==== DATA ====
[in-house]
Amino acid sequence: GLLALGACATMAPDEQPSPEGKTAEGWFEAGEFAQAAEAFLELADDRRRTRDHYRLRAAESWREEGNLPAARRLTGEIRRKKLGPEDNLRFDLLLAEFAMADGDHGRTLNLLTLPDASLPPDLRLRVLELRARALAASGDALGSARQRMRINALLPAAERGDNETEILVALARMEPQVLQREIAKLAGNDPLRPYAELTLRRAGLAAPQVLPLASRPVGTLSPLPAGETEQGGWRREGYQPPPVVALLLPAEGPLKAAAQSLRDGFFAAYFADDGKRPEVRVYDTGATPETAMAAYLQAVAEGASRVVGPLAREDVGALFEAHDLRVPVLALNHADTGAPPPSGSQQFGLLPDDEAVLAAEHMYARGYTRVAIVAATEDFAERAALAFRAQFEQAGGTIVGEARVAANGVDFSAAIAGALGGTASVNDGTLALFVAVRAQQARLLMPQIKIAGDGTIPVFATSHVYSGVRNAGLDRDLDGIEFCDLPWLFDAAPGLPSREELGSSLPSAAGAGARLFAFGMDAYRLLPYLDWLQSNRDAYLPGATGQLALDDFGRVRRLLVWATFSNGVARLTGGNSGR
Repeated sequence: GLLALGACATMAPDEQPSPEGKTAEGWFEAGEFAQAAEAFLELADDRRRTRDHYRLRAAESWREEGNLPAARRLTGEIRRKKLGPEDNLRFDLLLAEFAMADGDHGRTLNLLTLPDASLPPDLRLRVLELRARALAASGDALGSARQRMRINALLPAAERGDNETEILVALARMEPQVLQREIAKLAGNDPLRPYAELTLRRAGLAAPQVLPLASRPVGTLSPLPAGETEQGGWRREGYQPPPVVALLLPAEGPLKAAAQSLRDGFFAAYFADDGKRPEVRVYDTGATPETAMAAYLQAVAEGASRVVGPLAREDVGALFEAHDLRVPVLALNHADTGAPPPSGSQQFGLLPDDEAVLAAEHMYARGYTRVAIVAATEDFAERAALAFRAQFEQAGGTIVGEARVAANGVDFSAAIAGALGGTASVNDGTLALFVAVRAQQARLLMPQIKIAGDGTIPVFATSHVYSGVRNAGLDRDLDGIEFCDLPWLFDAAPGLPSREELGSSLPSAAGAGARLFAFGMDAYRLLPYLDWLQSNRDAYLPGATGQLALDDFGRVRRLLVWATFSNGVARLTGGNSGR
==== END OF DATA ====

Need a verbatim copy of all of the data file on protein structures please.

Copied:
[in-house]
Amino acid sequence: GLLALGACATMAPDEQPSPEGKTAEGWFEAGEFAQAAEAFLELADDRRRTRDHYRLRAAESWREEGNLPAARRLTGEIRRKKLGPEDNLRFDLLLAEFAMADGDHGRTLNLLTLPDASLPPDLRLRVLELRARALAASGDALGSARQRMRINALLPAAERGDNETEILVALARMEPQVLQREIAKLAGNDPLRPYAELTLRRAGLAAPQVLPLASRPVGTLSPLPAGETEQGGWRREGYQPPPVVALLLPAEGPLKAAAQSLRDGFFAAYFADDGKRPEVRVYDTGATPETAMAAYLQAVAEGASRVVGPLAREDVGALFEAHDLRVPVLALNHADTGAPPPSGSQQFGLLPDDEAVLAAEHMYARGYTRVAIVAATEDFAERAALAFRAQFEQAGGTIVGEARVAANGVDFSAAIAGALGGTASVNDGTLALFVAVRAQQARLLMPQIKIAGDGTIPVFATSHVYSGVRNAGLDRDLDGIEFCDLPWLFDAAPGLPSREELGSSLPSAAGAGARLFAFGMDAYRLLPYLDWLQSNRDAYLPGATGQLALDDFGRVRRLLVWATFSNGVARLTGGNSGR
Repeated sequence: GLLALGACATMAPDEQPSPEGKTAEGWFEAGEFAQAAEAFLELADDRRRTRDHYRLRAAESWREEGNLPAARRLTGEIRRKKLGPEDNLRFDLLLAEFAMADGDHGRTLNLLTLPDASLPPDLRLRVLELRARALAASGDALGSARQRMRINALLPAAERGDNETEILVALARMEPQVLQREIAKLAGNDPLRPYAELTLRRAGLAAPQVLPLASRPVGTLSPLPAGETEQGGWRREGYQPPPVVALLLPAEGPLKAAAQSLRDGFFAAYFADDGKRPEVRVYDTGATPETAMAAYLQAVAEGASRVVGPLAREDVGALFEAHDLRVPVLALNHADTGAPPPSGSQQFGLLPDDEAVLAAEHMYARGYTRVAIVAATEDFAERAALAFRAQFEQAGGTIVGEARVAANGVDFSAAIAGALGGTASVNDGTLALFVAVRAQQARLLMPQIKIAGDGTIPVFATSHVYSGVRNAGLDRDLDGIEFCDLPWLFDAAPGLPSREELGSSLPSAAGAGARLFAFGMDAYRLLPYLDWLQSNRDAYLPGATGQLALDDFGRVRRLLVWATFSNGVARLTGGNSGR